• Prolog, compare to other programming languages, is more readable and easier for logic composition. When we design our project, we first set up another base case, and then consider the simple relations, and finally, start the complex one. Each clause or relation is built on previous, so when prolog run, it will first judge if the case meets the base case, if not, it will test the simple one and then the complex one. So, when writing the code, prolog provide a clear and reasonable logic progress which is easier for both programmer and other people to understand how the whole project works.

On the other hand, however, Prolog is inconvenient in some calculation aspect.

  • When we implemented “Exponentiation” function in our Math24 project, and tried to put “^” in between four random integers, we found out that since Prolog will recursively run the program until it lists all the solution and try every possible use of every operator, it is easy for Prolog to reach its maximum memory. So, in current setting, Prolog does not have the ability to calculating large numbers, like: 10^8 or 9^6. In this case, it throws an Error Exception: “Out of global stack”.
  • In our project Math24 Solver, Prolog needs to consider every solution that makes four random integers into 24. We use reverse Polish Notation to list all possible arrangements of operators and numbers (can also be regarded as enumeration method) and then try every case to get all arrangements that can get 24 (or 24.0). Therefore, for some cases, especially cases using an advanced operator, the memory limit exceeded, and also throwing the Exception: “Out of global stack”.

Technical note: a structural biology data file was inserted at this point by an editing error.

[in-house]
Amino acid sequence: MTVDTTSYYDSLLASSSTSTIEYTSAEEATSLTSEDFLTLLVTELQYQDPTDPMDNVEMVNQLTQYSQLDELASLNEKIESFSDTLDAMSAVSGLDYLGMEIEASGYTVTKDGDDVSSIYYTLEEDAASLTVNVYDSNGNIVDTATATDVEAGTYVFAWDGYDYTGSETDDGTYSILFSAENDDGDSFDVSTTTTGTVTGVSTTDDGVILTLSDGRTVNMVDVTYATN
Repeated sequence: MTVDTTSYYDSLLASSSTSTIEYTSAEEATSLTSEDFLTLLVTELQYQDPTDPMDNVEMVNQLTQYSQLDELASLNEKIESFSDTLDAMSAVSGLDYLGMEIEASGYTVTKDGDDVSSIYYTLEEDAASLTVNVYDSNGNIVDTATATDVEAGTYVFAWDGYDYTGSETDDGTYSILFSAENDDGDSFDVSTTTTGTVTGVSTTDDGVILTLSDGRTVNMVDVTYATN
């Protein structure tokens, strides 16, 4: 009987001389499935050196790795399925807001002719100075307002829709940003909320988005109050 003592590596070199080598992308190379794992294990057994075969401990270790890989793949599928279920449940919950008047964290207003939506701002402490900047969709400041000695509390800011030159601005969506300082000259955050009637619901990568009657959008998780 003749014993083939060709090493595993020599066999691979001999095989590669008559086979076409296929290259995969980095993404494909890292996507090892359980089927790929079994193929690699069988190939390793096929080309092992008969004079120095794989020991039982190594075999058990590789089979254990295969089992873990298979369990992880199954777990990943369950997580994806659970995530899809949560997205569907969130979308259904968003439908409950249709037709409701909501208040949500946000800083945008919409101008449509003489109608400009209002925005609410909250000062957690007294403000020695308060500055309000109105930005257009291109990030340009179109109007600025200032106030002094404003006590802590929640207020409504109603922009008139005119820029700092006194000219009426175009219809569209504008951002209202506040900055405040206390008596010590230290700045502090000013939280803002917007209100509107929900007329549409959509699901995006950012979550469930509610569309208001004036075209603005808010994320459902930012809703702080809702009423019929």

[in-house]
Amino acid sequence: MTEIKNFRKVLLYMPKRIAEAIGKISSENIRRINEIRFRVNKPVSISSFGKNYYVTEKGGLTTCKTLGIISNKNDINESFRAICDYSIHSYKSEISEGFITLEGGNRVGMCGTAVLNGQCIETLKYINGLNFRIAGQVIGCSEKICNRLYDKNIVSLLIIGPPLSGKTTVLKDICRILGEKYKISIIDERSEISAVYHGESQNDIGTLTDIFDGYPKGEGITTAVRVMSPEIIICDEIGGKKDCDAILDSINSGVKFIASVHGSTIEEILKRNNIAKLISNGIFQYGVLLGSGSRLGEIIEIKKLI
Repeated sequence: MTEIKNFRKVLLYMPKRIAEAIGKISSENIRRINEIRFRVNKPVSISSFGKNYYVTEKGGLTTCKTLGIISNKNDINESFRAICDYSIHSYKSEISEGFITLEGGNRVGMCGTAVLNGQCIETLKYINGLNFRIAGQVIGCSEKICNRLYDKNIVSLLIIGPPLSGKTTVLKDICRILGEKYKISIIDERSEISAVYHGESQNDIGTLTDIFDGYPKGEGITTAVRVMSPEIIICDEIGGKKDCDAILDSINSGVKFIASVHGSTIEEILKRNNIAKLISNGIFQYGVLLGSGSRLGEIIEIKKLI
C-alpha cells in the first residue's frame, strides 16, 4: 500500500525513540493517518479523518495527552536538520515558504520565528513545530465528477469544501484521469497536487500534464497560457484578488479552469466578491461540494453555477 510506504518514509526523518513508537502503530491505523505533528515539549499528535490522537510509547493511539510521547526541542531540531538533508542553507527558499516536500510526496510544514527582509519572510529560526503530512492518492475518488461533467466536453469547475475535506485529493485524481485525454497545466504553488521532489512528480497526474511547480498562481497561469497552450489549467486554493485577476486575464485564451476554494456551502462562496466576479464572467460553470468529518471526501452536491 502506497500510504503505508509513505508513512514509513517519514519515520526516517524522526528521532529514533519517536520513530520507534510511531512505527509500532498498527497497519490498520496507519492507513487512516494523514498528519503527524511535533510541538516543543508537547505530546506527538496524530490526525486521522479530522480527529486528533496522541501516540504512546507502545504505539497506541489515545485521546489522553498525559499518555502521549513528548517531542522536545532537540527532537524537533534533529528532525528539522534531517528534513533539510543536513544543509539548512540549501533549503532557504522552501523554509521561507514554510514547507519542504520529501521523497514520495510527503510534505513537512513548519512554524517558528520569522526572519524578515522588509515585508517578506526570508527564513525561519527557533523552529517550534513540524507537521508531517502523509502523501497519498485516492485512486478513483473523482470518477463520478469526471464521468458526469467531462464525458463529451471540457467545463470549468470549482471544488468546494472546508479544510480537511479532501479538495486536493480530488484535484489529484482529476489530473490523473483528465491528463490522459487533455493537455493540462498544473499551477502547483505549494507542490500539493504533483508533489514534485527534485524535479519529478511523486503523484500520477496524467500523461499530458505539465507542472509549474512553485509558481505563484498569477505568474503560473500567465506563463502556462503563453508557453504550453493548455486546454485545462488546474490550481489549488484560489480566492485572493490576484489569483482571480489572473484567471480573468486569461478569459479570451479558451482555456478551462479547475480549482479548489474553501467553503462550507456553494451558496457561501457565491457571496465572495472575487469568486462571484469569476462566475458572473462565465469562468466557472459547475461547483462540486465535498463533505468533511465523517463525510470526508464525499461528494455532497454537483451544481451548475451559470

• When we call the clauses, Prolog cannot change the constant in the functions as other programming languages, we can only call those clauses we already defined or change the constant directly in the clauses.

Things we did that are different from "Something extra":

  1. Logarithm. We can apply logarithm in our Math24 Solver project, but we found that Prolog only has logarithm with “Base 10” or “Base e”. As our solver is help users get 24 in their result, we should mainly focus on integer calculation. Our random numbers are limited between 1 and 13, therefore, except 1 and 10, most of the number will not get integer after using logarithm in the operation. Thus, we believe that adding logarithm operator(both log10 and loge) is not helpful for our solver and may let the memory have extra burden when running the project.
  2. Factorial. Factorial, compared to previous operators, is different in Prolog, as it is not a defined operator. To able the factorial in our project, we need to build-in its function by ourselves. However, similar to exponential operator's case as we mentioned above, when doing factorial with four numbers, the system needs to calculate all possible use of operators, so a case like that 7! * 6! * 8! * 5! or 7 ^ 6! * 8! * 5! is included. As factorial usually results in a large number, time four large number or even have exponential operator between them is not possible for prolog's memory. Therefore, including factorial in our solver as an operator to solve the 24 problem is currently not feasible.

Code Submission

Link to our code: Math 24 solver